How to Service Your 4WD


If you have the pleasure of owning a 4WD, there’s a good chance that you indulge in taking it through its paces out on the rough stuff. Designed to withstand harsh off-road conditions, 4WDs are the perfect companion for those looking to explore off the beaten track. However, before dealing out the kind of punishment that your 4WD is designed to happily take, it’s important to make sure that it’s properly maintained and up for the task. After all, a simple pre-trip service could be the difference between a fun, stress-free off-road trip, and being stuck in the middle of nowhere.  

Servicing and maintenance is best performed in steps, and that first step is checking when your next service is due. Have a look at your specific vehicle’s servicing intervals to see when your next one is up and what needs to be replaced. However, if you’ve got a 4WD road trip coming up, it’s definitely-worth performing a service, even if your next one isn’t due for a while. Extreme conditions such as dusty environments, water crossings, thick sand, and deep mud all take their toll on your 4WD and shorten the lifespan of various service items and components, so if you give your 4WD a hard time, it’s worth performing more regular servicing.  

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As a general service, we’ll be looking at doing an oil and filter change, and replacing the fuel and air filter. Before jumping into the job at hand, you’ll want to make sure you have all of the correct parts and tools available.

This makes for a stress-free service. After all, there’s not much worse than being halfway through a service with your car undriveable, only to find that you’ve bought the wrong oil or filter. Before heading out to your local auto-parts store, head on over to the Ryco website and use the search function to find to gather the right part numbers. Remember, it’s never a good idea to skimp on quality when servicing your vehicle, so only opt for the best, which when it comes to vehicle servicing, is Ryco.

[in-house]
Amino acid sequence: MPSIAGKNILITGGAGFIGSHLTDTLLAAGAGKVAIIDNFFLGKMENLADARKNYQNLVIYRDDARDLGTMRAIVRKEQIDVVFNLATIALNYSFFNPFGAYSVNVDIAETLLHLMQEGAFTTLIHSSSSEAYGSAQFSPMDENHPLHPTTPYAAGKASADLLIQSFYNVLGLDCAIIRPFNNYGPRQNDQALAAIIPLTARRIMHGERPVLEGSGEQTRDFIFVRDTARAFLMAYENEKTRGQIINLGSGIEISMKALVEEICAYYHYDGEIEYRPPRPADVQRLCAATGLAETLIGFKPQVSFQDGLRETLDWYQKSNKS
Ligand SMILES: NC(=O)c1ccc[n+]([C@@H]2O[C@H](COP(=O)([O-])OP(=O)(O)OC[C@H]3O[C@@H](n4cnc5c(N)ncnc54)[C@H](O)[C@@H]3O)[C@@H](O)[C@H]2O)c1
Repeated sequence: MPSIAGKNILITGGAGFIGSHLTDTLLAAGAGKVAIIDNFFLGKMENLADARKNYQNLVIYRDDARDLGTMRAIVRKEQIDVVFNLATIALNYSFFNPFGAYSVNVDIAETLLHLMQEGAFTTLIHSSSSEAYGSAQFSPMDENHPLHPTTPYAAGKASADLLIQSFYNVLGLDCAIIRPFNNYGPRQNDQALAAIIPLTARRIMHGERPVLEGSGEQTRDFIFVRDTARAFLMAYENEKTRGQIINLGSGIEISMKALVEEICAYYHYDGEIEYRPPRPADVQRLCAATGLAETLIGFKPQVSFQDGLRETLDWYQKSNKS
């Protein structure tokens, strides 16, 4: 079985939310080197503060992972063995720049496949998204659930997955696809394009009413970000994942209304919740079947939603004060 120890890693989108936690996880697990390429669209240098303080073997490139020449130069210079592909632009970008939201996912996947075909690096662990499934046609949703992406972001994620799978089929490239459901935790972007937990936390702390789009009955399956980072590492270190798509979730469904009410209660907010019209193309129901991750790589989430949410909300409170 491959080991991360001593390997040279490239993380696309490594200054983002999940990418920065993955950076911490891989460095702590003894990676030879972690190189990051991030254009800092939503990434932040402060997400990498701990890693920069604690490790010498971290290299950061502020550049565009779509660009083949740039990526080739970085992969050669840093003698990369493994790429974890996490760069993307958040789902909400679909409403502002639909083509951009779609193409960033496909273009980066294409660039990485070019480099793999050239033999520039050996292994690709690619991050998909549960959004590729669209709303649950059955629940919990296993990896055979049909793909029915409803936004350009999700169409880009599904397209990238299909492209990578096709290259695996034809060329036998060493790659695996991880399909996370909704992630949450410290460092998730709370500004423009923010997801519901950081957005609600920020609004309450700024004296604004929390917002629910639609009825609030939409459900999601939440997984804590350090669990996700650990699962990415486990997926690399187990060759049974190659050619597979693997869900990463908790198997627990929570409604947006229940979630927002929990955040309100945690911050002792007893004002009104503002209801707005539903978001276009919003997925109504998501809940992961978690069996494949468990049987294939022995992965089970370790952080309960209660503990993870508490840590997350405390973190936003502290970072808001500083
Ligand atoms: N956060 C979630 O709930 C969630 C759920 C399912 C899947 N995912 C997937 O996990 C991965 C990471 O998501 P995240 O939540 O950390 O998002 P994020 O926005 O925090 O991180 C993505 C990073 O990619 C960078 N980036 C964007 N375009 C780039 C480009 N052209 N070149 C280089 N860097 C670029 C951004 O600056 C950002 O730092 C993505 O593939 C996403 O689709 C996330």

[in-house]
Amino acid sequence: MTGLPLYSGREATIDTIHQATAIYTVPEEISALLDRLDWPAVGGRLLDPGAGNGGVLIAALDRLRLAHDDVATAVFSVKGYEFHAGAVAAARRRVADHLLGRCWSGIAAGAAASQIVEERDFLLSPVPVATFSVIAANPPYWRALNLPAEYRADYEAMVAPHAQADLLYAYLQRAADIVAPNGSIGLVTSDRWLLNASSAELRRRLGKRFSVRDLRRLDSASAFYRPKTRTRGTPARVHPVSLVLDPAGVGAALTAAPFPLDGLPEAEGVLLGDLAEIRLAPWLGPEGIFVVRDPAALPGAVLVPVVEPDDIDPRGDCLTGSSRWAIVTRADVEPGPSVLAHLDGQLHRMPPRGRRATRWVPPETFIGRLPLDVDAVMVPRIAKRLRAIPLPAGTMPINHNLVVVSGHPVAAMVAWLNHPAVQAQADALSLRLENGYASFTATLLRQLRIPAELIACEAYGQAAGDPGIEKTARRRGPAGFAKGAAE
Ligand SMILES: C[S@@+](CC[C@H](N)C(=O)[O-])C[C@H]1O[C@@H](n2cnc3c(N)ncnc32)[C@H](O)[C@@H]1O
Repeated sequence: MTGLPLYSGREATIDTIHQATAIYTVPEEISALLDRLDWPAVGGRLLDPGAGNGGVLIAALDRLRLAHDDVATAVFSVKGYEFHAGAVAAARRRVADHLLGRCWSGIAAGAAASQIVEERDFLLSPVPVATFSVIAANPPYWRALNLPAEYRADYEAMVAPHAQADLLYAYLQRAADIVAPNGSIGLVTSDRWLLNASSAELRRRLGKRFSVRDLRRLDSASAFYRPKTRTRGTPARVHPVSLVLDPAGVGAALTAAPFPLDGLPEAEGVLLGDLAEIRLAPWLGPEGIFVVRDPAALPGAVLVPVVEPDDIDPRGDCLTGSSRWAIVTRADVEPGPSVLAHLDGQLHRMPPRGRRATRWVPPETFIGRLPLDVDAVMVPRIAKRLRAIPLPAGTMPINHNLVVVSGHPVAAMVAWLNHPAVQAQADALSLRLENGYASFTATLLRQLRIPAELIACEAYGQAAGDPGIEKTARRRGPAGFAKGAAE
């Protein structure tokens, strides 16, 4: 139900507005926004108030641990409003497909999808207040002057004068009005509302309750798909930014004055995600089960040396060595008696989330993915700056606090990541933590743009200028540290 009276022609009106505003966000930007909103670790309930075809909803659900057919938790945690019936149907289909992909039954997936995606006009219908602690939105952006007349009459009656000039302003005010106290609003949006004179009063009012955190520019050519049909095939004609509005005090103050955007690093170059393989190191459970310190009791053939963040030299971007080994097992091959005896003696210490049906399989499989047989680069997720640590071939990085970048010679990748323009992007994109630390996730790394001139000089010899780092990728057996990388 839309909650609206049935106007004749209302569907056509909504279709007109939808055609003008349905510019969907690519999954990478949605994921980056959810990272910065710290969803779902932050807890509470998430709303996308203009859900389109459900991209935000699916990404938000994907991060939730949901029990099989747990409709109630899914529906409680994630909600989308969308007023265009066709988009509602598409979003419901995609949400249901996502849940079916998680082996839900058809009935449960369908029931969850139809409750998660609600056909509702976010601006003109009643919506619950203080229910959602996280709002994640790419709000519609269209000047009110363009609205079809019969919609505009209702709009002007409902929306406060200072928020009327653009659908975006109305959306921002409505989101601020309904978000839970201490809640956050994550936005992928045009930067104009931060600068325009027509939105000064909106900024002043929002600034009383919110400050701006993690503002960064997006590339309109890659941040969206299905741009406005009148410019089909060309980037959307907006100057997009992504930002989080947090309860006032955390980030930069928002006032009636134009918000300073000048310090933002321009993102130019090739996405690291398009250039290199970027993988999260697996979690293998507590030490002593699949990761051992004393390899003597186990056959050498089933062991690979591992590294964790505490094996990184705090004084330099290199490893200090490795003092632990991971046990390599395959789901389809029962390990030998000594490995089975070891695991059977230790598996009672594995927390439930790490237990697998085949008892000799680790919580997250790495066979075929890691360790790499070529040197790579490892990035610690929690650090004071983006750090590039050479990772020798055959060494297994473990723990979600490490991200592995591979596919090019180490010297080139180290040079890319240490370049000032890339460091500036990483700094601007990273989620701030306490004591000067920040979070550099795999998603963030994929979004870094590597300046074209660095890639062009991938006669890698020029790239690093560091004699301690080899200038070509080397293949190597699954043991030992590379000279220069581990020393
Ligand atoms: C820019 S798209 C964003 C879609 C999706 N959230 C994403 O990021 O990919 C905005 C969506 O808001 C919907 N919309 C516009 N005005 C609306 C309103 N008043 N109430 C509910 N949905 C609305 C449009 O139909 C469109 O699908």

Once you’ve got your parts ready, you’ll need to get your 4WD up in the air. Having a hoist at hand can be a godsend. If not, crack out the jack and jack stands and get to work. Before you start draining any fluids, make sure to let your engine cool down until its warm to the touch. This allows fluids to drain easier, being thinner at higher temperatures, without the risk of scalding yourself. Be sure to have to your drain pan ready, locate your engine oil sump plug and get to work loosening it. 

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With sump empty, next you’ll need to replace your oil filter. Depending on your vehicle and where it’s located on your vehicle’s engine, replacing your oil filter can be pain. However, having an oil filter removal tool at hand can help make easy work of your oil filter replacement. The Ryco Oil Filter Removal Cup comes in a variety of sizes to suit a wide range of oil filters, so you can be assured that there’s one to suit your vehicle. 

Replacing your oil filter can be quite a messy ordeal, especially when the oil filter is located high up in your vehicle’s engine bay. The Ryco Flexi Funnel allows you to redirect any oil from the oil filter away from the engine and into your drain pan, making the job just that little bit easier when it comes to the dreaded clean-up.  

Once your oil filter’s off the engine, give its mounting surface a good clean and make sure that the old filter’s o-ring hasn’t remained on the engine. Making the mistake of accidentally running two o-rings can lead to massive oil leaks.  

With the oil drained, wind the oil sump plug back in tight and spin on the fresh oil filter. It’s a good idea to give the seal of the new filter a light coat of fresh engine oil to help it seat to its mating surface on the engine block. When it comes to fitting the new oil filter, remember that it doesn’t need to be wound on with excessive force. Hand-tight is sufficient and makes your next service just that little bit easier.